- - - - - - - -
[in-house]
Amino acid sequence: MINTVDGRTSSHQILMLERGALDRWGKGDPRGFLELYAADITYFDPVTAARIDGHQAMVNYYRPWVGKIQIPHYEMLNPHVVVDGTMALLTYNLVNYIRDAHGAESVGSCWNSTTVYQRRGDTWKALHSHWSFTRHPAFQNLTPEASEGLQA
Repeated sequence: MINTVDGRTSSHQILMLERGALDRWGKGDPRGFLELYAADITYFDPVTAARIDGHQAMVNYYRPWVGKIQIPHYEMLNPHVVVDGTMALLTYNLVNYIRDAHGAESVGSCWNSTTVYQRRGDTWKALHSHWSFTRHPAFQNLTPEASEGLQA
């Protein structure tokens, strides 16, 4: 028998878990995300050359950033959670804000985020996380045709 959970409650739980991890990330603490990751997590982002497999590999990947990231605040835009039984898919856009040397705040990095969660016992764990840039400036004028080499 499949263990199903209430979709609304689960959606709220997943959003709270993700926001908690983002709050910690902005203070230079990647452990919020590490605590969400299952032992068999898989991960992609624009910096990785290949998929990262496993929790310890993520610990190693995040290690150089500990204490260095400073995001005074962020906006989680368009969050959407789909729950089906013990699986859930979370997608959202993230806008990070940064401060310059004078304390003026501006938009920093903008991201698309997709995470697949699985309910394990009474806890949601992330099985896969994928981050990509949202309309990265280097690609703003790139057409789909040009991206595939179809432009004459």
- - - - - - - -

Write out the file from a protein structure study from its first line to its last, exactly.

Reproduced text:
[in-house]
Amino acid sequence: MINTVDGRTSSHQILMLERGALDRWGKGDPRGFLELYAADITYFDPVTAARIDGHQAMVNYYRPWVGKIQIPHYEMLNPHVVVDGTMALLTYNLVNYIRDAHGAESVGSCWNSTTVYQRRGDTWKALHSHWSFTRHPAFQNLTPEASEGLQA
Repeated sequence: MINTVDGRTSSHQILMLERGALDRWGKGDPRGFLELYAADITYFDPVTAARIDGHQAMVNYYRPWVGKIQIPHYEMLNPHVVVDGTMALLTYNLVNYIRDAHGAESVGSCWNSTTVYQRRGDTWKALHSHWSFTRHPAFQNLTPEASEGLQA
């Protein structure tokens, strides 16, 4: 028998878990995300050359950033959670804000985020996380045709 959970409650739980991890990330603490990751997590982002497999590999990947990231605040835009039984898919856009040397705040990095969660016992764990840039400036004028080499 499949263990199903209430979709609304689960959606709220997943959003709270993700926001908690983002709050910690902005203070230079990647452990919020590490605590969400299952032992068999898989991960992609624009910096990785290949998929990262496993929790310890993520610990190693995040290690150089500990204490260095400073995001005074962020906006989680368009969050959407789909729950089906013990699986859930979370997608959202993230806008990070940064401060310059004078304390003026501006938009920093903008991201698309997709995470697949699985309910394990009474806890949601992330099985896969994928981050990509949202309309990265280097690609703003790139057409789909040009991206595939179809432009004459």